|Written by Pune Dracker|
|Monday, 01 October 2007 00:00|
âIâm a doll!â exclaimed Nicole Blonsky, the 18-year-old ingĂŠnue who tears it up as Tracy Turnblad in the film. Upon seeing her likeness for the first time, Blonsky was more than thrilled. âItâs adorable!â she told USA Today. âThe first thing Iâm noticing are the chubby hands and short fingers. That may sound weird, but I have very small hands, and those are my hands!â
John Travolta, who plays Tracyâs mother, Edna Turnblad, in the musical comedy, had quite a bit to say about his tiny alter ego, according to an interview with AccessHollywood.com: âIn the movie, I had a smaller waist, and my butt was bigger.â Apparently, this isnât a bad thing; the actor told USA Today he thought the Edna dollâs outfit was âperfect.â Or, as we like to call it, bouffant-tasticâŚThe actorsâ thumbs-up came as no surprise to the dollsâ creator, artist/puppeteer/Renaissance woman Kamela Portuges. âI usually hear that everyone is really happy with their dolls,â the artist notes. âItâs fun to have a mini me!âPortugesâ long list of celebrity doll portraiture includes Rita Hayworth, Pamela Anderson, Venus and Serena Williams, Britney Spears, Kate Winslet and the Spice Girls. You may have also seen her work in the film Being John Malkovich, for which she sculpted marionettes of Malkovich, John Cusack, Cameron Diaz and Catherine Keener. Are you thinking about now that it probably takes a lot of work to depict faces that are so famous? Youâd be correct.
âI start by creating a photo file of the celebrity,â Portuges says. But not just any photos, mind you. âThe same person will look amazÂingly different in a reÂtouched photo, so I like to see natural pictures of people, pictures that arenât retouched.â And if this enÂtails hopping on a plane in search of unaltered archival material, as was the case when she was sculpting Hayworth and needed access to fan club archives in Minneapolis, Portuges is game in the name of art. ReÂsearch materials may also include magazines, DVDs and information gleaned from the Internet.
The photos are scaled to the size of the dollâs headâabout two inches highâ before Portuges cleans off her desk, gathers her tools and begins sculpting, using her own special formula of wax. âEach doll usually takes a couple of weeks for the initial sculpt,â the artist explains. Upon approval from the toy company, the piece goes back to Portuges and her company, Images in Motion, for mold making and casting. âThe castings are then sent off to the doll face painter and the wig makers,â Portuges explains. âThe celebrity usually sees the finished sample, painted and coiffed. Of course, if they want any changes, itâs back to resculpt. The whole process can take a month or more.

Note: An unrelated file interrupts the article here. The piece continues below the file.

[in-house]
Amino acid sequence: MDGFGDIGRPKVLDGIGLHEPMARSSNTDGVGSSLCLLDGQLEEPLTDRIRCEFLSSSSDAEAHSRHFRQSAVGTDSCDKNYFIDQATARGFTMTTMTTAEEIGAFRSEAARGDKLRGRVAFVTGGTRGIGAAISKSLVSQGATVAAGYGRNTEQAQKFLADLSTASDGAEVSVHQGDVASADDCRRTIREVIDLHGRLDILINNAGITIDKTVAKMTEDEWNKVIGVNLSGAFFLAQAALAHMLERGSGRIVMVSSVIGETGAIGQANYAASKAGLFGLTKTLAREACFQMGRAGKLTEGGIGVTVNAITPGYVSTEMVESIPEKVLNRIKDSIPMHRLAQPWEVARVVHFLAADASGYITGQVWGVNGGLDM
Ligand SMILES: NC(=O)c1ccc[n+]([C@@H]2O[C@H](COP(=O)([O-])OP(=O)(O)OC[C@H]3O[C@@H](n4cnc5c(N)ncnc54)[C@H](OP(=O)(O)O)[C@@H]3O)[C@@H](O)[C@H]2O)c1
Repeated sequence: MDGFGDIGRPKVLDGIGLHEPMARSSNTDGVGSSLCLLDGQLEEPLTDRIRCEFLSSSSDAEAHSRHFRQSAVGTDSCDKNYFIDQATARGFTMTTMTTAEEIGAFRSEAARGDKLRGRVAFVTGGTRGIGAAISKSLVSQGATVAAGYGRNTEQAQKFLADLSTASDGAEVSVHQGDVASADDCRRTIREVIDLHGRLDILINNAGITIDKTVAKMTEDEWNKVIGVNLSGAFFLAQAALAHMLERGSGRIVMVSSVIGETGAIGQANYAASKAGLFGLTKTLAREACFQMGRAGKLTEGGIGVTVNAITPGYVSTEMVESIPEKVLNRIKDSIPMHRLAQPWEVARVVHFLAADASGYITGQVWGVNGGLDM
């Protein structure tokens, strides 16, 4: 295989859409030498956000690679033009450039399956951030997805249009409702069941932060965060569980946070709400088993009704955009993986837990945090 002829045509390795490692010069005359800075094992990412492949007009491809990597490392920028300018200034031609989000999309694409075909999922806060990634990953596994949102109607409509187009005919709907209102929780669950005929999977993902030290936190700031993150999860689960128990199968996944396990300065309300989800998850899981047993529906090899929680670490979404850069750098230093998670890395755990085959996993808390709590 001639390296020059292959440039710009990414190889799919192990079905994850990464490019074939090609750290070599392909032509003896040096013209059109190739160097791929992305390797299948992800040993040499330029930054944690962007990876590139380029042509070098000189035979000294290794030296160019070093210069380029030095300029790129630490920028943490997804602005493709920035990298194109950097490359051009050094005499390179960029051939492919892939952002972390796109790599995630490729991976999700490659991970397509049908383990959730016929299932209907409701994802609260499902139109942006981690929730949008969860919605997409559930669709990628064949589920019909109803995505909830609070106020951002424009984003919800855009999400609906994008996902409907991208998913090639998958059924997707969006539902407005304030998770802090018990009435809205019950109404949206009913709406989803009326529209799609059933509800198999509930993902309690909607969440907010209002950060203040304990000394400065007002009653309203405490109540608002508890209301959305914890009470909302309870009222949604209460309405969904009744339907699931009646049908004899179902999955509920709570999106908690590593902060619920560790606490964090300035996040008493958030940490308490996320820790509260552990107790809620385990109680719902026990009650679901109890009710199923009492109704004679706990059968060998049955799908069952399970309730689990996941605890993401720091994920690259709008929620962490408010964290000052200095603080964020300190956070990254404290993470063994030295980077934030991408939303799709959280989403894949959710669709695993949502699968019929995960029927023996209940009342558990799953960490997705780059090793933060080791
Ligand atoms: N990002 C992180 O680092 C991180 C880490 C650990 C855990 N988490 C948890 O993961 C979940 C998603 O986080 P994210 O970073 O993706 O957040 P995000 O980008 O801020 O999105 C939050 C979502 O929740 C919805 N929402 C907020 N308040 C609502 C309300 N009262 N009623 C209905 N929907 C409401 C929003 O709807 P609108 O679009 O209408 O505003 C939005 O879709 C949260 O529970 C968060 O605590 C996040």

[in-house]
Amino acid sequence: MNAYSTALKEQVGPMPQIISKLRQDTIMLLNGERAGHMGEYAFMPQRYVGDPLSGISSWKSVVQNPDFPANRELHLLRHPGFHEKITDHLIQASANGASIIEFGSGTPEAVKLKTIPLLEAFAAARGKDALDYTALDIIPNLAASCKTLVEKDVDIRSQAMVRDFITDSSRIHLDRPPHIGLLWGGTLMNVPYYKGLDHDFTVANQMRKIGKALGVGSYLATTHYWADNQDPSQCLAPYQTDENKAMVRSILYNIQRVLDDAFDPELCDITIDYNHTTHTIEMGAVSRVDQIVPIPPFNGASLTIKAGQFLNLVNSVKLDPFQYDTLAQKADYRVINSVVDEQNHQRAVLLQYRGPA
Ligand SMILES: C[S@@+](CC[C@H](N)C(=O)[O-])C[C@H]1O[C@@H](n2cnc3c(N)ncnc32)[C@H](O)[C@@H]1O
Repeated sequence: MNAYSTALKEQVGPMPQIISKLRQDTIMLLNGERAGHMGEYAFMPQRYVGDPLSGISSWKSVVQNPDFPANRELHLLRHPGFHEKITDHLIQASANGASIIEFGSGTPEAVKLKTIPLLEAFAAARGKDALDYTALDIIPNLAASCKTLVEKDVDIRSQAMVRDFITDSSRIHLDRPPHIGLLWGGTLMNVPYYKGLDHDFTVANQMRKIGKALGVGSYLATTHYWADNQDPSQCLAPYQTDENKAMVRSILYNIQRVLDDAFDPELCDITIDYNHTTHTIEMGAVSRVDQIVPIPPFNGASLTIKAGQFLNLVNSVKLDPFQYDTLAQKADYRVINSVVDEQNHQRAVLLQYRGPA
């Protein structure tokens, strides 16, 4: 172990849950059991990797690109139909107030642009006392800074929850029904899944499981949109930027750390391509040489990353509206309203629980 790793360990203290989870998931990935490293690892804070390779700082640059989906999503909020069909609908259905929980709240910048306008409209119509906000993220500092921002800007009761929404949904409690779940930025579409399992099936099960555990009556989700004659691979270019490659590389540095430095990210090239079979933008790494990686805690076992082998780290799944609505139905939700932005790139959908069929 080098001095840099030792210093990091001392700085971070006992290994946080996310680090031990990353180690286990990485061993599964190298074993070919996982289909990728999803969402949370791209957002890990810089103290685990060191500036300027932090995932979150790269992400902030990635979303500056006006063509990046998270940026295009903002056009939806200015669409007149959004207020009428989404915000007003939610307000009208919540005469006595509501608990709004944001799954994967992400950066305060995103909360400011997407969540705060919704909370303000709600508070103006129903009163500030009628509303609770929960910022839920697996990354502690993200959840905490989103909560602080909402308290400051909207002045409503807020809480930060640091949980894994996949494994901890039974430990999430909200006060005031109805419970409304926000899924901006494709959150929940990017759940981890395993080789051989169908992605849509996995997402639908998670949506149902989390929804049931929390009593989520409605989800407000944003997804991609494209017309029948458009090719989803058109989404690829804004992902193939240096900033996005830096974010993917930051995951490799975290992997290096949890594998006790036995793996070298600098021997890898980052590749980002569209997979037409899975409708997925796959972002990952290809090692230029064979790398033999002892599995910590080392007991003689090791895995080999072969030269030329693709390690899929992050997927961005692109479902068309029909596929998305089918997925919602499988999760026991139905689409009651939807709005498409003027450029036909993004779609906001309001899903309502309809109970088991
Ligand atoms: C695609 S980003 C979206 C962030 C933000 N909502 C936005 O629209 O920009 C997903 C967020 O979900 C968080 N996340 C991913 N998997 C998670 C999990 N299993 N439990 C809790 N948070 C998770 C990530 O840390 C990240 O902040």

âOr less, as in the case of the Spice Girls figures she sculpted for Galoob Toys.
âSometimes you donât have the luxury of time,â Portuges says. âThe Spice Girls were hot, and they needed a very quick turnaround. I remember sculpting around the clock, all of the Spice Girls in a week. It was when Princess Diana died, and I remember sadly sculpting as I watched the funeral.â Other sculpts of note include T-Boz Watkins, Left Eye Lopes and Chili Thomas, the members of the â90s hip-hop/pop girl group TLC. âAll the three faces were so intriguing,â Portuges recalls. âThey turned out so well that I was looking forward to seeing them on the shelves, but the band broke up and they never made it through production.â
These days, Portuges has more than enough work to keep her in creative bliss. âA typical day for me is about ten to 12 hours, unless weâre busy, then itâs more.â And her workdayâwhich starts out with a latte at her favorite coffee shopâis always varied. A month before our interview, the artist had created animations for Mattel, sculpted lamps for Pottery Barn, prepared notes for a sculpting workshop sheâs teaching at a national puppet festival and sculpted changes on the Hairspray dolls.
When we spoke with the sculptor, the dolls from the musical motion picture were about a month away from hitting store shelves. âThey were so refreshing to sculpt,â she says. And judging from the word on the street (OK, actually from comments on the official blog on www.hairspraymovie.com), the dolls should be delighting fans everywhere about now. Wrote one fan after getting a sneak preview of the dolls, âI want all of them, especially Tracy! Theyâre very realistic-looking and I canât wait until they come out. Itâs Christmas in July!â
For more on the Hairspray dolls, visit www.playalongtoys.com/hairspray; for more on Kamela Portuges and her celebrity dolls, visit www.imagesmedia.com/sculpture.
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